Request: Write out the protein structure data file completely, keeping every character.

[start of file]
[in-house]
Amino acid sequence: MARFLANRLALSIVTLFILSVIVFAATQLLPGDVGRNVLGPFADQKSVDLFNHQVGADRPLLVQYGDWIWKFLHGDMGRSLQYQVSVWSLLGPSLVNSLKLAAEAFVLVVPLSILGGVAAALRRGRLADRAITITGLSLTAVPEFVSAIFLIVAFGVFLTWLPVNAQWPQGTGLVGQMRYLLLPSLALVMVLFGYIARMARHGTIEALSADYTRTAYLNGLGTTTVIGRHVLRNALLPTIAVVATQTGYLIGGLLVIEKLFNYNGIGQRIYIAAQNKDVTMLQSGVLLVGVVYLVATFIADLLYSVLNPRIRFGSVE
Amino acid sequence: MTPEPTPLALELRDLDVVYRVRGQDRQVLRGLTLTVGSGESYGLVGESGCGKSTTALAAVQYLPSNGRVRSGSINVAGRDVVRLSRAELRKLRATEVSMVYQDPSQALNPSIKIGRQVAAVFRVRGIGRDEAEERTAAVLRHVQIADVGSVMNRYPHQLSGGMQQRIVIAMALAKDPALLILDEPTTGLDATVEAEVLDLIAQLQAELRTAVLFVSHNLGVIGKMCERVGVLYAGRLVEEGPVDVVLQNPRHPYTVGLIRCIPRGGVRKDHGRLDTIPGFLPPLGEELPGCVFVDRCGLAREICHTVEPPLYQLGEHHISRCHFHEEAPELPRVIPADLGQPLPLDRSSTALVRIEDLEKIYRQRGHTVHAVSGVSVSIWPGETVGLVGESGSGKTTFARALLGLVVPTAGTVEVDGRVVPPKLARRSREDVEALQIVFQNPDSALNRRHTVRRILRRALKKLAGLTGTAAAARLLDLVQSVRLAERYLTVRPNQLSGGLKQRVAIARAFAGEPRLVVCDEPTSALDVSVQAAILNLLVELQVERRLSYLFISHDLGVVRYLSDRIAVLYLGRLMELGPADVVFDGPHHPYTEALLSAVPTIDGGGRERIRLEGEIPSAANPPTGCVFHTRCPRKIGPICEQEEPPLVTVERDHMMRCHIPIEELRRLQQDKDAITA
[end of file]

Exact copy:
[in-house]
Amino acid sequence: MARFLANRLALSIVTLFILSVIVFAATQLLPGDVGRNVLGPFADQKSVDLFNHQVGADRPLLVQYGDWIWKFLHGDMGRSLQYQVSVWSLLGPSLVNSLKLAAEAFVLVVPLSILGGVAAALRRGRLADRAITITGLSLTAVPEFVSAIFLIVAFGVFLTWLPVNAQWPQGTGLVGQMRYLLLPSLALVMVLFGYIARMARHGTIEALSADYTRTAYLNGLGTTTVIGRHVLRNALLPTIAVVATQTGYLIGGLLVIEKLFNYNGIGQRIYIAAQNKDVTMLQSGVLLVGVVYLVATFIADLLYSVLNPRIRFGSVE
Amino acid sequence: MTPEPTPLALELRDLDVVYRVRGQDRQVLRGLTLTVGSGESYGLVGESGCGKSTTALAAVQYLPSNGRVRSGSINVAGRDVVRLSRAELRKLRATEVSMVYQDPSQALNPSIKIGRQVAAVFRVRGIGRDEAEERTAAVLRHVQIADVGSVMNRYPHQLSGGMQQRIVIAMALAKDPALLILDEPTTGLDATVEAEVLDLIAQLQAELRTAVLFVSHNLGVIGKMCERVGVLYAGRLVEEGPVDVVLQNPRHPYTVGLIRCIPRGGVRKDHGRLDTIPGFLPPLGEELPGCVFVDRCGLAREICHTVEPPLYQLGEHHISRCHFHEEAPELPRVIPADLGQPLPLDRSSTALVRIEDLEKIYRQRGHTVHAVSGVSVSIWPGETVGLVGESGSGKTTFARALLGLVVPTAGTVEVDGRVVPPKLARRSREDVEALQIVFQNPDSALNRRHTVRRILRRALKKLAGLTGTAAAARLLDLVQSVRLAERYLTVRPNQLSGGLKQRVAIARAFAGEPRLVVCDEPTSALDVSVQAAILNLLVELQVERRLSYLFISHDLGVVRYLSDRIAVLYLGRLMELGPADVVFDGPHHPYTEALLSAVPTIDGGGRERIRLEGEIPSAANPPTGCVFHTRCPRKIGPICEQEEPPLVTVERDHMMRCHIPIEELRRLQQDKDAITA